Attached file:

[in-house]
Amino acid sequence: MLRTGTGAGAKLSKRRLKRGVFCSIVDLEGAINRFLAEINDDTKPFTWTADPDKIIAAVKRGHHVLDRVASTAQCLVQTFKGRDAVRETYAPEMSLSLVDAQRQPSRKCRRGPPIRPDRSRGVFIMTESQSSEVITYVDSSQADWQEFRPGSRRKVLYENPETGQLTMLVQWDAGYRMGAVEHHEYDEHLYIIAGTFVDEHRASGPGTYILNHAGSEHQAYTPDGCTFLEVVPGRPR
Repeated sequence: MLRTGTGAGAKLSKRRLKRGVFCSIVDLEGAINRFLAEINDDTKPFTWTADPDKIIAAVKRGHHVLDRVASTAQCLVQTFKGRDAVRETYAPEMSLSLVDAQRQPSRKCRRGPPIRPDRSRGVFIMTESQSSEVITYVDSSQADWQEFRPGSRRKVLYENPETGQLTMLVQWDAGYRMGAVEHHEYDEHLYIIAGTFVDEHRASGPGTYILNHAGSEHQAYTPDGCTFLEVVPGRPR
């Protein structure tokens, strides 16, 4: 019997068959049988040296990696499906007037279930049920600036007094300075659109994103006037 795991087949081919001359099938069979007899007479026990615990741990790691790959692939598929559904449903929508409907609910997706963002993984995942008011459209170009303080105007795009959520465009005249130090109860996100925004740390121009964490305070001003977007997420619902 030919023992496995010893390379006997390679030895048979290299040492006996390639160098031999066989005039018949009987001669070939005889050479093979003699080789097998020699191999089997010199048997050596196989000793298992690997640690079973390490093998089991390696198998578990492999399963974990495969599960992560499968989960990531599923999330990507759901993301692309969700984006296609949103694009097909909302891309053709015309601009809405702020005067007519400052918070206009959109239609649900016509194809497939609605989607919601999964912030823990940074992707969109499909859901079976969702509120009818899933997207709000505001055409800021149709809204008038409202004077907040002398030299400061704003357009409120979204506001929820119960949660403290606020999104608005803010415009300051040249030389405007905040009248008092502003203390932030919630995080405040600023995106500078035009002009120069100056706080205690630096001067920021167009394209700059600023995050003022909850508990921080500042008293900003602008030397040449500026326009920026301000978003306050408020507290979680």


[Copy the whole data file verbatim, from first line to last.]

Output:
[in-house]
Amino acid sequence: MLRTGTGAGAKLSKRRLKRGVFCSIVDLEGAINRFLAEINDDTKPFTWTADPDKIIAAVKRGHHVLDRVASTAQCLVQTFKGRDAVRETYAPEMSLSLVDAQRQPSRKCRRGPPIRPDRSRGVFIMTESQSSEVITYVDSSQADWQEFRPGSRRKVLYENPETGQLTMLVQWDAGYRMGAVEHHEYDEHLYIIAGTFVDEHRASGPGTYILNHAGSEHQAYTPDGCTFLEVVPGRPR
Repeated sequence: MLRTGTGAGAKLSKRRLKRGVFCSIVDLEGAINRFLAEINDDTKPFTWTADPDKIIAAVKRGHHVLDRVASTAQCLVQTFKGRDAVRETYAPEMSLSLVDAQRQPSRKCRRGPPIRPDRSRGVFIMTESQSSEVITYVDSSQADWQEFRPGSRRKVLYENPETGQLTMLVQWDAGYRMGAVEHHEYDEHLYIIAGTFVDEHRASGPGTYILNHAGSEHQAYTPDGCTFLEVVPGRPR
């Protein structure tokens, strides 16, 4: 019997068959049988040296990696499906007037279930049920600036007094300075659109994103006037 795991087949081919001359099938069979007899007479026990615990741990790691790959692939598929559904449903929508409907609910997706963002993984995942008011459209170009303080105007795009959520465009005249130090109860996100925004740390121009964490305070001003977007997420619902 030919023992496995010893390379006997390679030895048979290299040492006996390639160098031999066989005039018949009987001669070939005889050479093979003699080789097998020699191999089997010199048997050596196989000793298992690997640690079973390490093998089991390696198998578990492999399963974990495969599960992560499968989960990531599923999330990507759901993301692309969700984006296609949103694009097909909302891309053709015309601009809405702020005067007519400052918070206009959109239609649900016509194809497939609605989607919601999964912030823990940074992707969109499909859901079976969702509120009818899933997207709000505001055409800021149709809204008038409202004077907040002398030299400061704003357009409120979204506001929820119960949660403290606020999104608005803010415009300051040249030389405007905040009248008092502003203390932030919630995080405040600023995106500078035009002009120069100056706080205690630096001067920021167009394209700059600023995050003022909850508990921080500042008293900003602008030397040449500026326009920026301000978003306050408020507290979680």